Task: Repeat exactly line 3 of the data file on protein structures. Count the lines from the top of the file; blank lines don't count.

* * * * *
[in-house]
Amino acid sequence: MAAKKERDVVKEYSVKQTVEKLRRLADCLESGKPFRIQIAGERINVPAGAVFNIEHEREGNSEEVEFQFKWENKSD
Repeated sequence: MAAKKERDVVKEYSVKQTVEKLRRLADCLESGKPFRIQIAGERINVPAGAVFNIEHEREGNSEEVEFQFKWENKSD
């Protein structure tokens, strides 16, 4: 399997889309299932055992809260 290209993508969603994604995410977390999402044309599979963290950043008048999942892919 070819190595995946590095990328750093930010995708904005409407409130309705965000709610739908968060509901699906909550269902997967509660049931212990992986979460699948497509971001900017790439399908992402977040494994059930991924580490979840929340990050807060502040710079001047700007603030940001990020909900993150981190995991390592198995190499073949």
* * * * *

Repeated sequence: MAAKKERDVVKEYSVKQTVEKLRRLADCLESGKPFRIQIAGERINVPAGAVFNIEHEREGNSEEVEFQFKWENKSD